The Ford Ranchero made its debut at the New York Auto Show on this day in 1956. This car/truck mashup was a new type of automobile in the American market, but had sold steadily overseas for years. Years before the Ranchero came to market, the idea for the car/truck came from Ford Australian designer Lew Brandt. Inspired by a farmer looking for a vehicle to drive to church on Sundays and haul pigs on Mondays, Brandt grafted a bed into the body of the existing 1934 sedan models. The Ute, as it came to be known, remains a popular body style in Australia and elsewhere around the globe. In the USA, the last attempt at building such a vehicle was the Chevrolet SSR, designed by Brian Baker.
The Ranchero was originally based on the full size Ford Ranch wagon and Courier sedean delivery. Featuring an integrated cab and reinforced bed, the Ranchero offered the driveability of a car with the cargo capacity of a small pickup. It proved to be a popular model. It sold well enough that General Motors released its own version for 1959 with the Chevrolet El Camino.
In 1960 Ford reduced the Ranchero’s footprint, instead basing it off of the compact Falcon. Increasing competition from imports such as the VW Beetle prompted the move to the smaller platform. Coming out of the late 1950s recession, many automotive consumers reported an interested in better fuel economy and lower pricing. Now standard with an inline 6, opposed to only V8 options in its predecessors, the lightweight Falcon Ranchero hit its mark. Interestingly, Chevrolet seemed unprepared. Chevy discontinued its full-size model following 1960 until 1964, giving Ford run of the market.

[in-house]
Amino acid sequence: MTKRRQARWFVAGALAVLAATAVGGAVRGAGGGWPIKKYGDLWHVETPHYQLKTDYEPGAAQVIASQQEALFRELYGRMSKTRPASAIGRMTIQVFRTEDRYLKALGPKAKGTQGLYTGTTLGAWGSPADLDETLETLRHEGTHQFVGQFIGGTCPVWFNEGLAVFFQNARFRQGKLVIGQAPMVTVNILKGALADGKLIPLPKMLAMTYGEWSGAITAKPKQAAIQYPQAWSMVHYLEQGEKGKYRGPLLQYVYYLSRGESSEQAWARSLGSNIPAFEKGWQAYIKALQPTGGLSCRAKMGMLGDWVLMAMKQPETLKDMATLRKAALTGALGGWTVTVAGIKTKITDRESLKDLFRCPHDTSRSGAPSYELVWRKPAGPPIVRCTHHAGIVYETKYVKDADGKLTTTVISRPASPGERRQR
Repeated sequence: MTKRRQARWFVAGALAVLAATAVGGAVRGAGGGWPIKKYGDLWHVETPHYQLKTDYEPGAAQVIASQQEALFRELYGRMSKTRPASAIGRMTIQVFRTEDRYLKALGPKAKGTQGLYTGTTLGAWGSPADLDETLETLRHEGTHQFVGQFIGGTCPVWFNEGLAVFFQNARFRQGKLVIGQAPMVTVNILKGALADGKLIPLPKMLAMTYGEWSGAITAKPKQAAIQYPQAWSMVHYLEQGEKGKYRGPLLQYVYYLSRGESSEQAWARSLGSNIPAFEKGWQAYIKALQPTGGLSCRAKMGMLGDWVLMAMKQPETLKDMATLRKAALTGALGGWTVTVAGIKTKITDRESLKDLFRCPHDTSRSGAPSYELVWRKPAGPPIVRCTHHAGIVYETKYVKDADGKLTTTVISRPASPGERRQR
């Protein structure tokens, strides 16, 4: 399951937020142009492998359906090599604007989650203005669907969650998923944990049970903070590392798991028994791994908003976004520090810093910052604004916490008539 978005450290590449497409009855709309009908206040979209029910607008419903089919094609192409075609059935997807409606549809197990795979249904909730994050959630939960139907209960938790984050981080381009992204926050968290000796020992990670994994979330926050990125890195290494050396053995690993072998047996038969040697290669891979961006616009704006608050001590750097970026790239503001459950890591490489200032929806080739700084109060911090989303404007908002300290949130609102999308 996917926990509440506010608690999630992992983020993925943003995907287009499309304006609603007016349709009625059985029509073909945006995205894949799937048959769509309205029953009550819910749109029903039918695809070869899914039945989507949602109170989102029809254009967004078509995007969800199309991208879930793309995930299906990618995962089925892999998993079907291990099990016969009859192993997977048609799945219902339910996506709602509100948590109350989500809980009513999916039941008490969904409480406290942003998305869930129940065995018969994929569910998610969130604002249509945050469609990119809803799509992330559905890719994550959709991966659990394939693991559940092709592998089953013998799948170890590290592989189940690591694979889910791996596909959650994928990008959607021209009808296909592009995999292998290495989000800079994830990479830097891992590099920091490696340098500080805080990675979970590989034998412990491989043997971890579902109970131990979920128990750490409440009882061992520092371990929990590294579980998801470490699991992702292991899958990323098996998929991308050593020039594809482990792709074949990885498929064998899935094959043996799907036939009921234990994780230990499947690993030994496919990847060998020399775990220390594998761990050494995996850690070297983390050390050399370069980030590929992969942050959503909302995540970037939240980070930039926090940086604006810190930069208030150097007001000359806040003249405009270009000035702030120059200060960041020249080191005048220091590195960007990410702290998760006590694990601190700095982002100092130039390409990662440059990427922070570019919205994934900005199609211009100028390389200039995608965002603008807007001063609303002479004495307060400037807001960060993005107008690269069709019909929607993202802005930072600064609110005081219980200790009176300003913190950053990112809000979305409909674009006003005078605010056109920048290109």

Starting in 1966 the Ranchero became a mid-sized model, which it would remain until its demise. The Falcon, Fairlane and Ranchero were redeveloped to all use the same chassis, and in 1967 the latter two shared the same front clip and trim. By 1969 the Ranchero shared a platform with the new Torino and featured a GT option with a 351 V8. In 1969 a rare Rio Grando Ranchero option was available, which included the GT trim kit and a “Grabber” color finish. Estimates put production at less than 900.
The fifth generation debuted for 1970. While the vehicle featured a complete redesign on the outside, it was the interior that deserves a bit of attention. For the first time since its inception, a Ranchero badge adorned the inside of the car, proudly mounted on the glovebox.
The Ford Ranchero would survive two more generations, until the seventh saw discontinuation in 1979. The reasoning behind the end of production was increasing government regulations of passenger vehicles. Ford could bypass many of the new stipulations by manufacturing purpose built light trucks, such as the Mitsubishi based Courier. In total, Ford built 508,355 Rancheros. Chevrolet had other ideas, keeping the El Camino in production until 1987.
The Chevrolet SSR came to market in 2004, marking the long awaited return of the American coupe/Utility. Following in the footsteps of retro styling from Chrysler and Volkswagen, the SSR took cues from late 1940s Chevrolet and GMC Advanced Design trucks. It featured a unique folding hardtop, allowing for wind in your hair cruising. Doing so was much more fun had one opted for the six speed. The last Chevy SSR rolled off the assembly line on March 17, 2006, effectively killing the American coupe utility.